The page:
ALBANY — Tolls on the state Thruway would increase 5% in 2024 followed by another 5% hike in 2027 for most of the statewide highway system under a proposal that could gain final approval next year.
The proposal seeks to further encourage drivers to sign up for the E-ZPass system of electronic tolling, to avoid mailing bills. Beginning Jan. 1, 2024, the added fee for mailed tolls would increase to 75% of the toll, from the current 30%.
Among the proposed increases:
- Tolls for the Gov. Mario M. Cuomo Bridge, formerly the Tappan Zee Bridge, at Westchester and Rockland counties would increase 50 cents per year from Jan. 1, 2024, to Jan. 1, 2027, for passenger vehicles using E-ZPass. The current rate of $5.75 would rise to $7.75 by 2027.
- Tolls would increase to $13.75 by 2027 at the Goethals Bridge, George Washington Bridge and the Holland and Lincoln tunnels.
The Thruway board of directors approved the proposal. Public hearings on the proposed toll increases will be held and a final vote is planned for next year. The executive director and board members are appointed by governors and confirmed by the Senate.
Thruway officials said aging bridges and roadways demand the increases in tolls on the 570-mile highway that extends from New York City to Niagara Falls.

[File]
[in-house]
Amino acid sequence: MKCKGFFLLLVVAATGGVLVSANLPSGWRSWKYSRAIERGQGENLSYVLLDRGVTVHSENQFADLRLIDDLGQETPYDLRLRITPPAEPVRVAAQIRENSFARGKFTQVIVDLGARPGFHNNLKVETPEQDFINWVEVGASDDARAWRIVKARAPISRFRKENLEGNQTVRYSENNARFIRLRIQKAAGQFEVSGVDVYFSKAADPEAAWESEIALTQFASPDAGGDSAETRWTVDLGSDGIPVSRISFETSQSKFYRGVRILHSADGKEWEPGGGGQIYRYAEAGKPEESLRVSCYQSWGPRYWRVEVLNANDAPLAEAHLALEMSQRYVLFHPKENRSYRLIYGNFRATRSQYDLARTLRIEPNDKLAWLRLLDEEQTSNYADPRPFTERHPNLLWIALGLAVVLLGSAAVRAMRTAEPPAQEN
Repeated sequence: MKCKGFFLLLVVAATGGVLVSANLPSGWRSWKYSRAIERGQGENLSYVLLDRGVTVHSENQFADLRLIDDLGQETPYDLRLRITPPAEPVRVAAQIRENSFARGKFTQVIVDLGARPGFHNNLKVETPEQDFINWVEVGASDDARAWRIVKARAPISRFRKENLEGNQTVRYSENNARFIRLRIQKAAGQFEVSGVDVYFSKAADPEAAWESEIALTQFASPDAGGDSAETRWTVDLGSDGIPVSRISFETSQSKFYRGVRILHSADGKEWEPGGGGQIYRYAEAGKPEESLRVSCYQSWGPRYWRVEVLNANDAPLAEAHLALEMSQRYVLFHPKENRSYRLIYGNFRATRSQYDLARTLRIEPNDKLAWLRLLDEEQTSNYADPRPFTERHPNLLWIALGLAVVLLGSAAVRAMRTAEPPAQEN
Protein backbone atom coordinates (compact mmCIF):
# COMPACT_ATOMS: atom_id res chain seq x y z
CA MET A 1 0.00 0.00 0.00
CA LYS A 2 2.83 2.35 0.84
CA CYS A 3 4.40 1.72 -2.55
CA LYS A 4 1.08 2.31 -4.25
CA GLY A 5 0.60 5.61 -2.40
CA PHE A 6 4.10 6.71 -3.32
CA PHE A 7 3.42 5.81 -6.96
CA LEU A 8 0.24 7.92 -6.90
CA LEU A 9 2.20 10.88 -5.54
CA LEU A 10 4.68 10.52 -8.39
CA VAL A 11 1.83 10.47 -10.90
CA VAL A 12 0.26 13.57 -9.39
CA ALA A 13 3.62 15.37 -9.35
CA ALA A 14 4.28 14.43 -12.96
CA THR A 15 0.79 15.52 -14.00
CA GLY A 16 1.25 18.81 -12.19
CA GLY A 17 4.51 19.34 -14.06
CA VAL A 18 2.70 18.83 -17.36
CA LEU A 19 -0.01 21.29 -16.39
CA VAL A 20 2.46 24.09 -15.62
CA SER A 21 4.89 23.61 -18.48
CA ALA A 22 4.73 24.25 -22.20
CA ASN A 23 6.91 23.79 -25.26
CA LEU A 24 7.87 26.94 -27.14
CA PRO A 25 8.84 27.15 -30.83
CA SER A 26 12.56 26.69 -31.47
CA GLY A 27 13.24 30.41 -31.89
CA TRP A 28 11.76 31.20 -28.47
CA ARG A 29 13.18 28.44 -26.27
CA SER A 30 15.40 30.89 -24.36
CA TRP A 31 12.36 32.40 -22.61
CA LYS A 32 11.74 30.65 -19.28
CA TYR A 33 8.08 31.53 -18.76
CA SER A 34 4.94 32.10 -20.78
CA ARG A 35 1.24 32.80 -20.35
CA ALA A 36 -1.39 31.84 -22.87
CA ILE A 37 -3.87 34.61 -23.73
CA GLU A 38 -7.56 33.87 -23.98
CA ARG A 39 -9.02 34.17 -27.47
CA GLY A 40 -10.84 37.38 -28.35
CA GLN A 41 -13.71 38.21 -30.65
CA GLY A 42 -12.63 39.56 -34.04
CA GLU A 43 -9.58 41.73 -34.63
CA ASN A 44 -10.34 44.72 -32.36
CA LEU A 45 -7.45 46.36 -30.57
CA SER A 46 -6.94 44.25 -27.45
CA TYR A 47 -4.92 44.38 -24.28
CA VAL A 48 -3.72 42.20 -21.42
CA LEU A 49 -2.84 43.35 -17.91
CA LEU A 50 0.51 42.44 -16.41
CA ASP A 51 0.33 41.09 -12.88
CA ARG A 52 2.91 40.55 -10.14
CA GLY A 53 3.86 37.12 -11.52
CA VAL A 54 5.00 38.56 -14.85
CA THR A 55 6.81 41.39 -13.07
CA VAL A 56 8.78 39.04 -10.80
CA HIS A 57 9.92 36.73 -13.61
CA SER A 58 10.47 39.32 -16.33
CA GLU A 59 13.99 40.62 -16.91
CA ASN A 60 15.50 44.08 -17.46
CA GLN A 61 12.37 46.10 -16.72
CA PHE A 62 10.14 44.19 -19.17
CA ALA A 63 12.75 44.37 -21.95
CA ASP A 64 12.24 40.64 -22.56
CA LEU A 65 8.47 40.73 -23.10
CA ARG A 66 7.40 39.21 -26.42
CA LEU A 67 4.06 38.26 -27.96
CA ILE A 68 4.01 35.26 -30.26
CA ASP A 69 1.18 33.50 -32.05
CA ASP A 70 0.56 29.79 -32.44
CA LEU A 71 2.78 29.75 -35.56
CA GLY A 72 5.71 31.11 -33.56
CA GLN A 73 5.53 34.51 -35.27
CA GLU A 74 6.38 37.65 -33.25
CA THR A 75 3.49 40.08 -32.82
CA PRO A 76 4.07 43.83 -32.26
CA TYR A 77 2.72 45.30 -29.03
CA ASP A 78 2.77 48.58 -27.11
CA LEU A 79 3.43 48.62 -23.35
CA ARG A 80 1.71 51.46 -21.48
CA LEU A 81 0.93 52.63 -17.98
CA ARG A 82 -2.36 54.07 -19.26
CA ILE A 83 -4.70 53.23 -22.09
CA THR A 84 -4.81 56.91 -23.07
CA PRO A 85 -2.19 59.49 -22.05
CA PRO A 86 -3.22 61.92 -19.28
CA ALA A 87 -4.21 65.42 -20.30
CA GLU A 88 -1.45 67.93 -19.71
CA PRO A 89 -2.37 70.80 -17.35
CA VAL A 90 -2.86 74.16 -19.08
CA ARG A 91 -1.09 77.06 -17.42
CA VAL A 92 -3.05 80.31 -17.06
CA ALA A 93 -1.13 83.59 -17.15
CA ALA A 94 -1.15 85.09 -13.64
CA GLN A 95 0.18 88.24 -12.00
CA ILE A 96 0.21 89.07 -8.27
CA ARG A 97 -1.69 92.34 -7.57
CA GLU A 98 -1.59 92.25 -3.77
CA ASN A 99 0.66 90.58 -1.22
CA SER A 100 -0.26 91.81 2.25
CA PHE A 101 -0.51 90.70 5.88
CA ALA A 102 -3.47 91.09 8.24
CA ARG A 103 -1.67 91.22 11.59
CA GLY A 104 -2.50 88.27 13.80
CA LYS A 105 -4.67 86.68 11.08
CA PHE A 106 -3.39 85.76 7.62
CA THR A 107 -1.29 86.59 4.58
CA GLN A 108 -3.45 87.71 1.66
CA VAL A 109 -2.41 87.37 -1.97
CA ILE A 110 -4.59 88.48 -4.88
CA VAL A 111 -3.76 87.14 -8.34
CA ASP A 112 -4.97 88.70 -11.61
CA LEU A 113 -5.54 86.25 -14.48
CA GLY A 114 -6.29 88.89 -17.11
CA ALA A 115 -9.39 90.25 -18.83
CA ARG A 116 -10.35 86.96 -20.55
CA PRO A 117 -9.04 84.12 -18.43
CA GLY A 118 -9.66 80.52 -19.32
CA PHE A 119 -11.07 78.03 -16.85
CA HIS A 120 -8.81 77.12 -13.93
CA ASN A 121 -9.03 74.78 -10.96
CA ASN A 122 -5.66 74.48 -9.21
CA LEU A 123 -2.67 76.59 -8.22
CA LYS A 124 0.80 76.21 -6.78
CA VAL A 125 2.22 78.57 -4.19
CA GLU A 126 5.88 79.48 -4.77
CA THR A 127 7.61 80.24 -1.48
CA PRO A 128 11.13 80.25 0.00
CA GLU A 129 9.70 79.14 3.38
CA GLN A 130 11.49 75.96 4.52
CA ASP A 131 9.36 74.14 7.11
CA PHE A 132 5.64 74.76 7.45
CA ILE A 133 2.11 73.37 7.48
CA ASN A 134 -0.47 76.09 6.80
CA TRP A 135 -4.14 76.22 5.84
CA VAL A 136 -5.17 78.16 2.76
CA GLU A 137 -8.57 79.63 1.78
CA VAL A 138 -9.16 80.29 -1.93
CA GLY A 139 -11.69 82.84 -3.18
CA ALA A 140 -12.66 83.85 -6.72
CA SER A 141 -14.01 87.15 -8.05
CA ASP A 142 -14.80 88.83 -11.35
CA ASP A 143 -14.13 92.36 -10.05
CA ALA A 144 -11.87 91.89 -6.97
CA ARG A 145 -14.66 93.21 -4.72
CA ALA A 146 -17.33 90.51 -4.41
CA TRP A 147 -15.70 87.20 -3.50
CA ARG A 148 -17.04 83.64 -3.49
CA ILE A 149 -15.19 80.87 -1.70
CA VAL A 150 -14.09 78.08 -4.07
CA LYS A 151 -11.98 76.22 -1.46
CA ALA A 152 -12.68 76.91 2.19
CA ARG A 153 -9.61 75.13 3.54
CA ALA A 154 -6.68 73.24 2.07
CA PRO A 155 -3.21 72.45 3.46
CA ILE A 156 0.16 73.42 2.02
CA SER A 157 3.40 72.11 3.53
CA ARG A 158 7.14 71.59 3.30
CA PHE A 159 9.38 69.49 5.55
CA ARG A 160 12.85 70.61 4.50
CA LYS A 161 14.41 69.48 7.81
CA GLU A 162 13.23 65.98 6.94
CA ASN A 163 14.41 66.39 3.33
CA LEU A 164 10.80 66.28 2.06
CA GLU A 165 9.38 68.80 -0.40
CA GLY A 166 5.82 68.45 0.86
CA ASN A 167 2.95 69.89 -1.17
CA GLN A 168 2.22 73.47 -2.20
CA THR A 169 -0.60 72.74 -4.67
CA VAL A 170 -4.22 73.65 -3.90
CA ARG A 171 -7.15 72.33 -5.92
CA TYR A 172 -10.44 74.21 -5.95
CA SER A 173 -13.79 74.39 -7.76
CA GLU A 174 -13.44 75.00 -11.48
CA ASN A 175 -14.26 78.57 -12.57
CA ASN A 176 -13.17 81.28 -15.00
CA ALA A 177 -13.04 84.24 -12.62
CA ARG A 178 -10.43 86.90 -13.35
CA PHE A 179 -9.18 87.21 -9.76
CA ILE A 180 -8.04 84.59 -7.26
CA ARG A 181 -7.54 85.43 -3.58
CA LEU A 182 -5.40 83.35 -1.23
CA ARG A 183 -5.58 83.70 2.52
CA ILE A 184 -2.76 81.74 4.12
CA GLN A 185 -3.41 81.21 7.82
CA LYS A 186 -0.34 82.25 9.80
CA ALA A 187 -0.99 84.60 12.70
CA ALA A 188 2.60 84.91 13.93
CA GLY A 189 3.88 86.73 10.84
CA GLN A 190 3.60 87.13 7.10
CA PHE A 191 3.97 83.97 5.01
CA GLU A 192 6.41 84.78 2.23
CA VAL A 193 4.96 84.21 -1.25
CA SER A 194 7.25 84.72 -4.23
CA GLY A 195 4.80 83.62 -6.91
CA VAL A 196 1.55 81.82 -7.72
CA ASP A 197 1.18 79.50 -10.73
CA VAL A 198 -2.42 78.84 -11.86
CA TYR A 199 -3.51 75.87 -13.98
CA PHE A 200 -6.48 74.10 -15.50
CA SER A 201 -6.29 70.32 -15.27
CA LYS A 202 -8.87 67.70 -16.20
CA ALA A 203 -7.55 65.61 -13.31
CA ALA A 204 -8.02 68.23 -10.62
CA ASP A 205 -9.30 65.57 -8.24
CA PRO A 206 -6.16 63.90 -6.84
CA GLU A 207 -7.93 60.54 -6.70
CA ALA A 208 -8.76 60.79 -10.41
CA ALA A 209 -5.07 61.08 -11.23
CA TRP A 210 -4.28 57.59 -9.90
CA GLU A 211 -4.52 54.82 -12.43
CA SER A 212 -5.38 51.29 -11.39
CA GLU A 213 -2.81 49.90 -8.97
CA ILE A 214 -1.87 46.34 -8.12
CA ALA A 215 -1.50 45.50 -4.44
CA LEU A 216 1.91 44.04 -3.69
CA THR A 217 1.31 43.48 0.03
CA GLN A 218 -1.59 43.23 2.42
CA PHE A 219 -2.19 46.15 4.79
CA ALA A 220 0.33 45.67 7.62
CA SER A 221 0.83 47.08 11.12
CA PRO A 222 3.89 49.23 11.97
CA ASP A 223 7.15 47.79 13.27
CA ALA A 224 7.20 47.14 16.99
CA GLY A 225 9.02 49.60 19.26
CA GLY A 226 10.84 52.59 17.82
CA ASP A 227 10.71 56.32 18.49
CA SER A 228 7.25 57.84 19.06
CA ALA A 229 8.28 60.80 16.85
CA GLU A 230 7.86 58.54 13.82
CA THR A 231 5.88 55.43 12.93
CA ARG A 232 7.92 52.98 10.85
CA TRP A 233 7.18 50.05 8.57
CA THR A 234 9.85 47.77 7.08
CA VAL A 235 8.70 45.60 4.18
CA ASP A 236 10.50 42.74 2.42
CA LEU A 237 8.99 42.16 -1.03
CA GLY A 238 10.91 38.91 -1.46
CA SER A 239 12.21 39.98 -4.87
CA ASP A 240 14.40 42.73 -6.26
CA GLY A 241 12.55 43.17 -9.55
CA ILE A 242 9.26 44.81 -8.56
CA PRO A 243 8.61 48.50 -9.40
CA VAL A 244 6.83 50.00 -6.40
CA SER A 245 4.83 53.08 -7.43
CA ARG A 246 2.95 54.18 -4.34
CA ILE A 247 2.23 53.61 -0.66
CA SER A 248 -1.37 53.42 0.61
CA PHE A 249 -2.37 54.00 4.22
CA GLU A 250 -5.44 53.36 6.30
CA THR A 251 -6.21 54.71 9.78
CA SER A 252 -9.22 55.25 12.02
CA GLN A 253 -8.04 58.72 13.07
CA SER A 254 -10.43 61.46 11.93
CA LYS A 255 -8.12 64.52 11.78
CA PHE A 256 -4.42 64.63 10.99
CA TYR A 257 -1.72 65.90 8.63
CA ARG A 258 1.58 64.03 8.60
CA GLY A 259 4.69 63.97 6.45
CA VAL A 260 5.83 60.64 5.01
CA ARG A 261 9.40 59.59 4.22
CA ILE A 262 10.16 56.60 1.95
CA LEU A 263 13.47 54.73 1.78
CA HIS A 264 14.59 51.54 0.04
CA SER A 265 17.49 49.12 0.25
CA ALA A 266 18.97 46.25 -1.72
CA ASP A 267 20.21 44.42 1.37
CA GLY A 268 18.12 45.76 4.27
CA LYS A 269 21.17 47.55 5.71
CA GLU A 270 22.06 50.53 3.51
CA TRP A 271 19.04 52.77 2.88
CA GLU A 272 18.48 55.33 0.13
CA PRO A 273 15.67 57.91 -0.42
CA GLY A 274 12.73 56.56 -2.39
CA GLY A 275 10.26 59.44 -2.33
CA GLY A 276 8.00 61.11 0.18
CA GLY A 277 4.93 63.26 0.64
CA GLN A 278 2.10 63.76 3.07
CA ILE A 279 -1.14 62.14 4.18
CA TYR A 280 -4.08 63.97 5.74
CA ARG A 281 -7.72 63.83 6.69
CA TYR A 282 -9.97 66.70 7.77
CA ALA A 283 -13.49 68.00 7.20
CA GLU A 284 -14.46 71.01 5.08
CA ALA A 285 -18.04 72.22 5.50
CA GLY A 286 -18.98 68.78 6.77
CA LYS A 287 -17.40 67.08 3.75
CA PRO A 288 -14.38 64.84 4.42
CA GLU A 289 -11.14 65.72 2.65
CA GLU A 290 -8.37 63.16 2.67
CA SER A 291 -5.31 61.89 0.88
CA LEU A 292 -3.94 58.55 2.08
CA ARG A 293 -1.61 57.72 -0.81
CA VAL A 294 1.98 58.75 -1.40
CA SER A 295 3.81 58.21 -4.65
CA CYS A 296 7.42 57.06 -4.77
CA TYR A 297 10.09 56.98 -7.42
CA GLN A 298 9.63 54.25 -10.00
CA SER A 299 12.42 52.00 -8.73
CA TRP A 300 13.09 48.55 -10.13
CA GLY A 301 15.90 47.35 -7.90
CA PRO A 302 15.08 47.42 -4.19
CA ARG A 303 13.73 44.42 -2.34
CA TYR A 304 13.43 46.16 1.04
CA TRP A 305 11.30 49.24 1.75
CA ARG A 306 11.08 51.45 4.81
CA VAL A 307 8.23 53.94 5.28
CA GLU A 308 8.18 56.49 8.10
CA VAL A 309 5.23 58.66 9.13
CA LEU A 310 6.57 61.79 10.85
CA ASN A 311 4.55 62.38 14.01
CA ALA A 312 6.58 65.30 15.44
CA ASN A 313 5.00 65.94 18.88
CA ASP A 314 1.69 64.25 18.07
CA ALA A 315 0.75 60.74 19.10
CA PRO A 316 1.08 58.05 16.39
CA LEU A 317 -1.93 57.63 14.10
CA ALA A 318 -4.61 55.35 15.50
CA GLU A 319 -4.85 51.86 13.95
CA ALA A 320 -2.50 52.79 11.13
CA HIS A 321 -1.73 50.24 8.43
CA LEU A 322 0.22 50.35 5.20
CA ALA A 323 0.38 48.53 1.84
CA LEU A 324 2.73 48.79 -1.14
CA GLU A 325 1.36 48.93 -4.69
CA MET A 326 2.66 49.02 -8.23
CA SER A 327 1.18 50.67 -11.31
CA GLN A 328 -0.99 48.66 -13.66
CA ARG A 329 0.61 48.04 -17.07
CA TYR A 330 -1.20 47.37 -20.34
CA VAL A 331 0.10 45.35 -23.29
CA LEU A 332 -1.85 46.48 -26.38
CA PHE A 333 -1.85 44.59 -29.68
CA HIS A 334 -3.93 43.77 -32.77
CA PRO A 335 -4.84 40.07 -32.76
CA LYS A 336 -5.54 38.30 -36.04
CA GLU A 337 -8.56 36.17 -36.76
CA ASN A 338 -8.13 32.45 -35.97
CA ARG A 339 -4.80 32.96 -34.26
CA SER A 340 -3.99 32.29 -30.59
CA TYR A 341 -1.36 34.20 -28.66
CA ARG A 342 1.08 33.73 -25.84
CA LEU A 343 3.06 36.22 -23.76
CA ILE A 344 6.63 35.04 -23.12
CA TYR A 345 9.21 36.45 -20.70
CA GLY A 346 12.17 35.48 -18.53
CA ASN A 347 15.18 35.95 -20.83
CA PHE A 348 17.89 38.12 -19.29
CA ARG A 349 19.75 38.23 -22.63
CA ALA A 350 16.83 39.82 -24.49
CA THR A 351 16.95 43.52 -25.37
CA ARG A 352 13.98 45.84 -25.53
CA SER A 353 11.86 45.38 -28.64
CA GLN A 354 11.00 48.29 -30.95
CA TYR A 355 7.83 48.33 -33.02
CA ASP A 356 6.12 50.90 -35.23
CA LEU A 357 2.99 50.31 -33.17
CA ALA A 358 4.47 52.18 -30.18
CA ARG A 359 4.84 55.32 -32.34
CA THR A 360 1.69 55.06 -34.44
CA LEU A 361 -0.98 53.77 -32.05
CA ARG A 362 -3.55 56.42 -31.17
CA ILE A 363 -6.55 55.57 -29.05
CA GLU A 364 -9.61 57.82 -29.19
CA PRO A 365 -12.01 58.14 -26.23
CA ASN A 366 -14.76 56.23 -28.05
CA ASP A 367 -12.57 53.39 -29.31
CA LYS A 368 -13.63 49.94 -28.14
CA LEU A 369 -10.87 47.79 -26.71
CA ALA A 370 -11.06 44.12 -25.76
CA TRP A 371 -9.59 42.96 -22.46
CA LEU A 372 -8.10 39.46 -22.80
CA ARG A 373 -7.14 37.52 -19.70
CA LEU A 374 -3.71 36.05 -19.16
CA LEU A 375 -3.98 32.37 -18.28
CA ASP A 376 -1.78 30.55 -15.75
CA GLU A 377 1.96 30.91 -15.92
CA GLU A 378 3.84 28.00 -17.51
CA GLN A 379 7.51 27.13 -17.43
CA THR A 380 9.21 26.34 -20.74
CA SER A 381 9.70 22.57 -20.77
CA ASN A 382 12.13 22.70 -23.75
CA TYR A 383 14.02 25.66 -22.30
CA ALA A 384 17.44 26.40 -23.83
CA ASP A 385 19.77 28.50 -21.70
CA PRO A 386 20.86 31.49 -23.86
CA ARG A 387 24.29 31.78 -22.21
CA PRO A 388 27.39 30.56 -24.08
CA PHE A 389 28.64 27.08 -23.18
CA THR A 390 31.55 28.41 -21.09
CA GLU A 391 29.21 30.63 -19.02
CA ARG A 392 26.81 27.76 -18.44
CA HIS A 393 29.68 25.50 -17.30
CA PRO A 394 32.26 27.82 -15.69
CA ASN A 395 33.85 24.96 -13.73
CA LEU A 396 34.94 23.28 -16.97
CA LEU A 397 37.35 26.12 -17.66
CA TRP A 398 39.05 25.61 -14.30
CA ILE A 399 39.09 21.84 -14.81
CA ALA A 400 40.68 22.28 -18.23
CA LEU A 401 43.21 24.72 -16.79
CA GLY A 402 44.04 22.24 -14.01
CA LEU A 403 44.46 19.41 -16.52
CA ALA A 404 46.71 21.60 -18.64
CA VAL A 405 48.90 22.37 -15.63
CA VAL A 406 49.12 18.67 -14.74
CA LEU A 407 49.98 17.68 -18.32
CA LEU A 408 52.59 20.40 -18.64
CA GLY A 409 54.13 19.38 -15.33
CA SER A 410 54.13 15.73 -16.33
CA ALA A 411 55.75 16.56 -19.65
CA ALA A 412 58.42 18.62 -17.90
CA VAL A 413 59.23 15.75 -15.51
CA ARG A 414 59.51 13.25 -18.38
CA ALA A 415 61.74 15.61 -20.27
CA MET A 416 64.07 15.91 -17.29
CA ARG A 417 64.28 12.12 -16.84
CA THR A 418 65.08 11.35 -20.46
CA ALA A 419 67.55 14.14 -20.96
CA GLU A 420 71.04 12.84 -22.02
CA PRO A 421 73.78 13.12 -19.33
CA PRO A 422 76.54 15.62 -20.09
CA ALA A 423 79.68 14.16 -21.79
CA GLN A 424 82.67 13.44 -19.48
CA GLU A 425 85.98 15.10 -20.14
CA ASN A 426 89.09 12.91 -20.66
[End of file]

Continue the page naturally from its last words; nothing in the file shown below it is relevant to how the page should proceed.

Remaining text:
“As a tolling authority, we receive no federal, state or local tax dollars to support our operations,” said Thruway Authority Executive Director Matthew J. Driscoll, an appointee of former Gov. Andrew M. Cuomo.
“We have not seen a system-wide toll increase since 2010, Driscoll said, "and now is the time to move ahead with this financial plan so that we can meet our growing capital investment needs while continuing to provide our customers with the safe and reliable highway they’ve come to expect.”
Critics, however, said the proposed toll increase comes at a particularly hard time for New York drivers of passenger vehicles and truckers.
“We’re coming off an election where nearly every poll we saw or voter we talked to cited ‘inflation’ as their primary concern,” said Assembly Republican leader Will Barclay of upstate Pulaski. “And now Kathy Hochul’s Thruway Authority rolls out a rate increase? Toll hikes would be a tough pill to swallow in normal circumstances. But people have been getting nickel and dimed for more than a year. And they’re rightfully fed up.”
The last increase in Thruway tolls was in 2010, the second of two 5% annual increases. Other parts of tolling increased shortly before then, including a 10% hike in cash tolls in 2008. In 2005, tolls for passenger vehicles rose 25% and tolls for commercial vehicles increased 35%.
In 1982, federal and state officials projected tolls would end in 1996, but that never happened. State officials argued then that eliminating the tolls would increase taxes for maintenance.